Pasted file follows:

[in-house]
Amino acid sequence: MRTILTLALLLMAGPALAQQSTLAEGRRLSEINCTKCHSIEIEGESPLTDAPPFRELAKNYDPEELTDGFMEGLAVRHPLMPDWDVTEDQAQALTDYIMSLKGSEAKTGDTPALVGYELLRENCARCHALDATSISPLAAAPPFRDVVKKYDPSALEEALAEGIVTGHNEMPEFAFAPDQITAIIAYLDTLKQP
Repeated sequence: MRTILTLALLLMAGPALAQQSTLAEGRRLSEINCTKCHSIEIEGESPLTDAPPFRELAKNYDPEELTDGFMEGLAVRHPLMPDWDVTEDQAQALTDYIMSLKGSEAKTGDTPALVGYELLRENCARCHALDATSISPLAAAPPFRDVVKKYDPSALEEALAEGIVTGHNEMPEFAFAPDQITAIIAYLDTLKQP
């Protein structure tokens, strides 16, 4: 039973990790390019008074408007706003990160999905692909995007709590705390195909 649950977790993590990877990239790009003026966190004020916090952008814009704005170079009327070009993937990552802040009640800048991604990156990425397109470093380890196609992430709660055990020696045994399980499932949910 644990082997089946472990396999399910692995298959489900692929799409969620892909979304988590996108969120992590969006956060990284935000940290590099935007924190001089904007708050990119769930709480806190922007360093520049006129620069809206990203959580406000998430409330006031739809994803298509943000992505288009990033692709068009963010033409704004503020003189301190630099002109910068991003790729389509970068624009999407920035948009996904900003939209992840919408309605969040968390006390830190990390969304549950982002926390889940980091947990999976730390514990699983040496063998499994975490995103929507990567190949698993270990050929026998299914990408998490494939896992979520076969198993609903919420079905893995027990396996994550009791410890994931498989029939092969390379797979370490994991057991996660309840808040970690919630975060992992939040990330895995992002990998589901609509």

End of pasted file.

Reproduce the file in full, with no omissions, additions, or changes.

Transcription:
[in-house]
Amino acid sequence: MRTILTLALLLMAGPALAQQSTLAEGRRLSEINCTKCHSIEIEGESPLTDAPPFRELAKNYDPEELTDGFMEGLAVRHPLMPDWDVTEDQAQALTDYIMSLKGSEAKTGDTPALVGYELLRENCARCHALDATSISPLAAAPPFRDVVKKYDPSALEEALAEGIVTGHNEMPEFAFAPDQITAIIAYLDTLKQP
Repeated sequence: MRTILTLALLLMAGPALAQQSTLAEGRRLSEINCTKCHSIEIEGESPLTDAPPFRELAKNYDPEELTDGFMEGLAVRHPLMPDWDVTEDQAQALTDYIMSLKGSEAKTGDTPALVGYELLRENCARCHALDATSISPLAAAPPFRDVVKKYDPSALEEALAEGIVTGHNEMPEFAFAPDQITAIIAYLDTLKQP
């Protein structure tokens, strides 16, 4: 039973990790390019008074408007706003990160999905692909995007709590705390195909 649950977790993590990877990239790009003026966190004020916090952008814009704005170079009327070009993937990552802040009640800048991604990156990425397109470093380890196609992430709660055990020696045994399980499932949910 644990082997089946472990396999399910692995298959489900692929799409969620892909979304988590996108969120992590969006956060990284935000940290590099935007924190001089904007708050990119769930709480806190922007360093520049006129620069809206990203959580406000998430409330006031739809994803298509943000992505288009990033692709068009963010033409704004503020003189301190630099002109910068991003790729389509970068624009999407920035948009996904900003939209992840919408309605969040968390006390830190990390969304549950982002926390889940980091947990999976730390514990699983040496063998499994975490995103929507990567190949698993270990050929026998299914990408998490494939896992979520076969198993609903919420079905893995027990396996994550009791410890994931498989029939092969390379797979370490994991057991996660309840808040970690919630975060992992939040990330895995992002990998589901609509």